Beltug

INTUG weighs in on Apple restrictive practices on 4G networks


Date:27/02/2014


INTUG has sent a letter and a report (read the full text here) to Vice President Kroes and Commissioner Almunia outlining INTUG's ongoing concerns regarding Apples restrictive practices on 4G networks. Mobile communications technologies and services are evolving very rapidly, and INTUG members welcome the business opportunities which these developments are creating, especially through the availability of 4G networks and 4G smartphones in Europe.

The Apple iPhone has commanded a significant 4G market share in Europe as well as in other parts of the world.   Unfortunately, an increasing number of organisations in the public and private sectors face business limitations and growing dissatisfaction from their staff, due to Apple’s current policy of exclusive mobile network operator arrangements.  In Belgium, for example, the Apple iPhone can only be connected to Mobistar’s 4G network, whilst use of Proximus and Base 4G networks is blocked for Apple commercial, rather than technical, reasons.  iPhone owners expect to be able to use their smartphone on their 4G network of choice, but this is being denied them on several mobile networks.   A change in the law in Belgium is planned, which could be a model for action at European level.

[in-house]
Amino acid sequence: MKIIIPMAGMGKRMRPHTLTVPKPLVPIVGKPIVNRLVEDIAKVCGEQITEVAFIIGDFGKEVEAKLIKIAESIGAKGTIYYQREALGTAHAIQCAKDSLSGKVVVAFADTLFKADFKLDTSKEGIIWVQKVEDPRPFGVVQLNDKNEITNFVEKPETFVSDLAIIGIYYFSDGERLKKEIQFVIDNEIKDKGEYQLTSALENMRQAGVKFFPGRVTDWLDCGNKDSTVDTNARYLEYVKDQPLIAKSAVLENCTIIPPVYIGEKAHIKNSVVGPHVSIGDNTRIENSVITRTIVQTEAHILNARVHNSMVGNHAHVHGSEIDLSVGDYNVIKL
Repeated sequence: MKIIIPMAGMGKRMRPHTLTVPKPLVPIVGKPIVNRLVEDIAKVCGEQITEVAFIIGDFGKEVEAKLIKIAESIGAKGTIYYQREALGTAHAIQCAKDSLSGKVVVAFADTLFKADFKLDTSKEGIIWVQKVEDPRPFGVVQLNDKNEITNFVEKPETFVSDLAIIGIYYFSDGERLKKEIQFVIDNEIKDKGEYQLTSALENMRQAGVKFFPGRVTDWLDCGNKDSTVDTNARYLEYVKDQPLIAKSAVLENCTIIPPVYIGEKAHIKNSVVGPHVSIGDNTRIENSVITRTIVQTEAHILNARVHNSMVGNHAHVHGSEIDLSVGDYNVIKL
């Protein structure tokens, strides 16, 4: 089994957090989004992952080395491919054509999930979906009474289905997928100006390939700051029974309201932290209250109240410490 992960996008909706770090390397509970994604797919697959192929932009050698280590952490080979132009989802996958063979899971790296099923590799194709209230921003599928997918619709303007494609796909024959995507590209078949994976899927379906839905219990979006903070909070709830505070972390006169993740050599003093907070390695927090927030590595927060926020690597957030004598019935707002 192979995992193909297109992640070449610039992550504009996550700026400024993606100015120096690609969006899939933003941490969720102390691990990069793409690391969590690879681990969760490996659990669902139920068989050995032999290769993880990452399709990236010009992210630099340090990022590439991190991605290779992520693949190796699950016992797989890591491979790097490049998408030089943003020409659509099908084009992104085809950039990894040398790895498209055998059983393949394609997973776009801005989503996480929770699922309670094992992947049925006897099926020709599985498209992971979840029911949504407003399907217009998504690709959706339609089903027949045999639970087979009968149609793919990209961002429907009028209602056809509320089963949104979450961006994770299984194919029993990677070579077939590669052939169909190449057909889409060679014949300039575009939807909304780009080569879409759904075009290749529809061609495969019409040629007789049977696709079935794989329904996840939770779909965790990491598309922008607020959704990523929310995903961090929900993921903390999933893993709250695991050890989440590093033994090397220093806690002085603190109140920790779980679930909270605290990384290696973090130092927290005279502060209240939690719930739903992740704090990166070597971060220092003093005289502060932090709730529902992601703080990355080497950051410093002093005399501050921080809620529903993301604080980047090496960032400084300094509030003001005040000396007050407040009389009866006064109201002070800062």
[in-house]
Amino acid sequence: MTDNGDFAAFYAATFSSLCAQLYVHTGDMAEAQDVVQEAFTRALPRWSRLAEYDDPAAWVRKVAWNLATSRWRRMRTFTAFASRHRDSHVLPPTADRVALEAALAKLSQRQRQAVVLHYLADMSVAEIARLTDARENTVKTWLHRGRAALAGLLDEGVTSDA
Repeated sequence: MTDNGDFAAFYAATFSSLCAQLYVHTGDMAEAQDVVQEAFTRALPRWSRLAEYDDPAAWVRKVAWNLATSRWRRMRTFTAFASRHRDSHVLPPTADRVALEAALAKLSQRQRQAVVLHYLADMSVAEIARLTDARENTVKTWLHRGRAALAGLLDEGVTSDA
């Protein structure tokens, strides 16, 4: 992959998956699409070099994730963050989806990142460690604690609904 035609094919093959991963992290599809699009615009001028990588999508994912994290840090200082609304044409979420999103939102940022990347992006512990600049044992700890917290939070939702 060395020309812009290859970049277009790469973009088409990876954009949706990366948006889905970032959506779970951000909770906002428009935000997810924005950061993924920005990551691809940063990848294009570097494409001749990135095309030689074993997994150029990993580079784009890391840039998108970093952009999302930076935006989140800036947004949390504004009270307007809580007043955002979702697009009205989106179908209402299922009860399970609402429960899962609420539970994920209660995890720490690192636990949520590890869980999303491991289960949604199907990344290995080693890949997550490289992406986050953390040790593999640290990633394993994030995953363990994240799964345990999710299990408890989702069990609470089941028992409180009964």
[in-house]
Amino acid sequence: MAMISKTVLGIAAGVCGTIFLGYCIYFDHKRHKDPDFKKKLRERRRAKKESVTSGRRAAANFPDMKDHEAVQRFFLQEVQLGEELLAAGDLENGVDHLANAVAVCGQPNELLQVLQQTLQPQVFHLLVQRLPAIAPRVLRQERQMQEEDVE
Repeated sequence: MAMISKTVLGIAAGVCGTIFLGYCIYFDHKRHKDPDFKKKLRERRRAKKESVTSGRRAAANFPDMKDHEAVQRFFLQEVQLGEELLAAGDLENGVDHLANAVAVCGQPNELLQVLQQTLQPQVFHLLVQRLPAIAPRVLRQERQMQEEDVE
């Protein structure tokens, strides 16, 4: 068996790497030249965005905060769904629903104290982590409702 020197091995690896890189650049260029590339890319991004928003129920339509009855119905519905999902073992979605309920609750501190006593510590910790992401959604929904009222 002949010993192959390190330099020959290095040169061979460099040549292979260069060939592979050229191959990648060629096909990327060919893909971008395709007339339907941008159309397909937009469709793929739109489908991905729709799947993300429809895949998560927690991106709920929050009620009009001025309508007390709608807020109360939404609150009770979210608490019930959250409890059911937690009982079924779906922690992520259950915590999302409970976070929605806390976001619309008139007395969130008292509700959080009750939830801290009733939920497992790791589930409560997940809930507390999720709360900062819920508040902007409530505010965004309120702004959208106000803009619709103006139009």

Apple’s policy leaves iPhone users wanting 4G connectivity with no choice except to buy access from the mobile networks chosen by Apple, thus eliminating competition.  In many cases, buyers of Apple iPhones were not even properly informed by Apple, or the reseller, of this unacceptable limitation in the choice of their preferred 4G network provider.

INTUG believes that both Apple and Apple iPhone resellers should be informed that, firstly,  they have a legal obligation to properly inform potential buyers of the network limitations of the product which they offer.   Secondly, INTUG believes that regulatory steps should be taken to stop this limitation of 4G network provider choice for iPhone users.  This policy is incompatible with the Digital Agenda for Europe, the (harmonisation) rules with regard to spectrum, the rules with regard to international roaming and with consumer protection principles.

 


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